28  “Do you call or get out with your friends and family?”  “Who does the shopping and prepares yours meals?”  “Have you been forced to sign documents you did not understand?”  “Who handles your checkbook?”  “Does anyone steal money or take things from you?”  “Has your caregiver ever refused to help take care of you when you asked for help?”

29  “Have you been forced to do something sexually that you don’t want to do?”  “Does anyone force you to have sex or make you do things related to sex that make you feel uncomfortable?”

30 Direct questions for suspected lethality:  “ Has your caregiver ever threatened to kill you or himself?”  “Are there weapons in the house?”  “Does your caregiver hurt your pets?”  “Has the abuse increased in frequency or severity recently?”

31 Give permission - examples:  “You are being abused by X.”  “I am concerned about your safety and wellbeing.”  “No one deserves to be abused.”  “There is no excuse for abuse.”  “You have the right to be safe at all times.”

32 Provide Information - examples:  “You are not alone.”  “The abuse is not your fault.”  “The abuse is not temporary; it will continue.”  “Only your abuser can stop the abusive behavior.”  “There are safe options, help and resources available in our community.”

33  Respect patient’s autonomy  Respect patient’s confidentiality  Provide referrals: team approach  Adult Protective Services  Long-term care ombudsman  Family Caregiver Alliance  Law enforcement agencies  Emergency planning

34  Authorized and budgeted by the state  Integral part of safety planning  Integral part of care plan  Benefits of reporting:  prompt response and investigation  comprehensive assessment of elder’s needs  coordinate direct links to resources  advocacy and individual care plan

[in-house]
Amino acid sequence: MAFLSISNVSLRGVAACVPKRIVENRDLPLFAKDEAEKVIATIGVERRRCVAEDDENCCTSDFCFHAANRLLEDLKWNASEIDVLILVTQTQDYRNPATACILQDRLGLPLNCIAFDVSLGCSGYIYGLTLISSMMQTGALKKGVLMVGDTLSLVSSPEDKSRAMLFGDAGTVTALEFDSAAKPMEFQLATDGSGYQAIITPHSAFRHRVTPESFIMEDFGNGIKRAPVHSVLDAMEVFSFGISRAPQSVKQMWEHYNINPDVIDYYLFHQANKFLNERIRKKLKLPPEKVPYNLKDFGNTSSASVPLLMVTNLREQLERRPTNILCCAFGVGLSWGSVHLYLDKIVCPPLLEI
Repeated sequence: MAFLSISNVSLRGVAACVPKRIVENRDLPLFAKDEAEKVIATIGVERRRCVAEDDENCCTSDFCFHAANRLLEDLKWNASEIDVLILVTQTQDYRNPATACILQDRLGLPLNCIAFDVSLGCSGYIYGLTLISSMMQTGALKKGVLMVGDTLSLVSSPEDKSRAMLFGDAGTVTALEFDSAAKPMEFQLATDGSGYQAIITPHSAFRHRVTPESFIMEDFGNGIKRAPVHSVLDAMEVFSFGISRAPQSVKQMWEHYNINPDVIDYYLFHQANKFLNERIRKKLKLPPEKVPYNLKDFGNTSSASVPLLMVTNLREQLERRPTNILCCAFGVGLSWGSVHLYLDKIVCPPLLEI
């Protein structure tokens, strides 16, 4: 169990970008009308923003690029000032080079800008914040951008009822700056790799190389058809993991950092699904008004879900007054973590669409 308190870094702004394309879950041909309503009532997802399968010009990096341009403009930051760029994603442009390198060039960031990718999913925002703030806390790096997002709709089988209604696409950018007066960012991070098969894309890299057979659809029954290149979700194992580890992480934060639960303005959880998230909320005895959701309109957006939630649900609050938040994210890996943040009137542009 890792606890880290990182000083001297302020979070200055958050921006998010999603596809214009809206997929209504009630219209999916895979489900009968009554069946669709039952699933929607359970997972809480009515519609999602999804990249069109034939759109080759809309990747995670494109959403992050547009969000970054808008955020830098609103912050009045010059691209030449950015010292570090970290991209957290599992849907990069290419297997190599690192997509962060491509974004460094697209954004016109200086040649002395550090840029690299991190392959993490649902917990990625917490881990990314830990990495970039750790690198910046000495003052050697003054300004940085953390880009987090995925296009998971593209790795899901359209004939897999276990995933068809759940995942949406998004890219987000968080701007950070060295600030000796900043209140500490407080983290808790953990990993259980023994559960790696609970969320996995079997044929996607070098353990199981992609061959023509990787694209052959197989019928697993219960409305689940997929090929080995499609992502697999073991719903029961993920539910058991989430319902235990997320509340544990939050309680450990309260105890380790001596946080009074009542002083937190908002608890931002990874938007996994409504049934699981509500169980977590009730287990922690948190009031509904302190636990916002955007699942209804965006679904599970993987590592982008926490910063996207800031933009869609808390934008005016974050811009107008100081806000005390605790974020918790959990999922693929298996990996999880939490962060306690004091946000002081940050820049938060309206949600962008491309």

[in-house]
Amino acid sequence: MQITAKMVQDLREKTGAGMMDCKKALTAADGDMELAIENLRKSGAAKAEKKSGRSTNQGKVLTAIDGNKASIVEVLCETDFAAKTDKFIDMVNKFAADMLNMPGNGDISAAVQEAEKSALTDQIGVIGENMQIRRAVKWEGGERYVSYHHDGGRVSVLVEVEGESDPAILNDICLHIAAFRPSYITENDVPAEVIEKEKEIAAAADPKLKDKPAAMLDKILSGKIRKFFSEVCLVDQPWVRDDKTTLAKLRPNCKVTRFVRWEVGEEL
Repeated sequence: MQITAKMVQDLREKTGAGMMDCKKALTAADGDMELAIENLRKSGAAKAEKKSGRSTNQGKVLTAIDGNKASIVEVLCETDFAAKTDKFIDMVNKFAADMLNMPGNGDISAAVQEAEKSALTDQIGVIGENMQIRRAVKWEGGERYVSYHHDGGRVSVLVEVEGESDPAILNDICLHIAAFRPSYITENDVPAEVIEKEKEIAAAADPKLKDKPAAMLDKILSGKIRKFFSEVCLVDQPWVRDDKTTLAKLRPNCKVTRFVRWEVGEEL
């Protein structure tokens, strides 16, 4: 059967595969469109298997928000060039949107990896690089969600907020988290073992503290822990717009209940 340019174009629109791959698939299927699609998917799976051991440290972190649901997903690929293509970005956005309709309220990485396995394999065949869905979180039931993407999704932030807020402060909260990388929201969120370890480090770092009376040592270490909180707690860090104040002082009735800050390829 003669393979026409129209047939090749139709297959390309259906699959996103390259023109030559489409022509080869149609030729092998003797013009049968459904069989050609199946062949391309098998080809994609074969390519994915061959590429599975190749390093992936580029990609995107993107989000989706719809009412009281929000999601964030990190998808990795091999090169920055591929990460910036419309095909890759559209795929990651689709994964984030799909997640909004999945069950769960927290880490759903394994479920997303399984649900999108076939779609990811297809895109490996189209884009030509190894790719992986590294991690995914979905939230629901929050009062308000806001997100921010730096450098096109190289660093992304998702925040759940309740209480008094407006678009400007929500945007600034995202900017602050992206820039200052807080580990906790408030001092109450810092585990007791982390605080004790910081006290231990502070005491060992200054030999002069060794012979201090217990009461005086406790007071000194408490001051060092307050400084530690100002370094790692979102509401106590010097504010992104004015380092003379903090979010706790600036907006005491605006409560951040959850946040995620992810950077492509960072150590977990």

35 Reporting guidelines in most states: Health practitioners are mandated reporters  legal protection of reporter  name not disclosed to victim, family, abuser Requirements when abuse suspected:  abuse does not need to be confirmed  telephone when practically possible  mail or fax formal written report mail or fax

36 Law enforcement agencies:  County Sheriff  Local police department Long-Term Care Ombudsman:  Nursing home  Board and care facility

37 Patient:  acceptance of blame  feeling of shame and embarrassment  fear of loss of independence  fear of reprisal and escalation  believes no viable alternatives exist  unaware of community resources  cultural and family structure issues

38 Practitioner:  trust relationship not yet established  inappropriate setting  lack of privacy and confidentiality  inappropriate history taking  inappropriate format

39 Patient’s medical record : date, time patient identifying information patient's verbatim statements findings on physical examination medical opinion/diagnosis treatment required follow-up and referral plans reporting requirements fulfilled

40 Ability to care for oneself and capacity to make informed decisions:  with aging, normal mild declines in cognitive and functional capacity [comprehension, memory, and concentration] Causes of apparent impairment:  malnutrition, dehydration  manifestations of chronic illness  misuse or lack of use of medication, devices  EMOTIONAL ABUSE

41 Evaluation and assessment:  clinical manifestations:  variable loss of memory and function  variable loss of one cognitive domain: language, spatial relations, judgment  office tools:  Mini-Mental State Exam  Mini-Cog  six-item screen Clinician’s role: observe, provide opinion, not make a specific diagnosis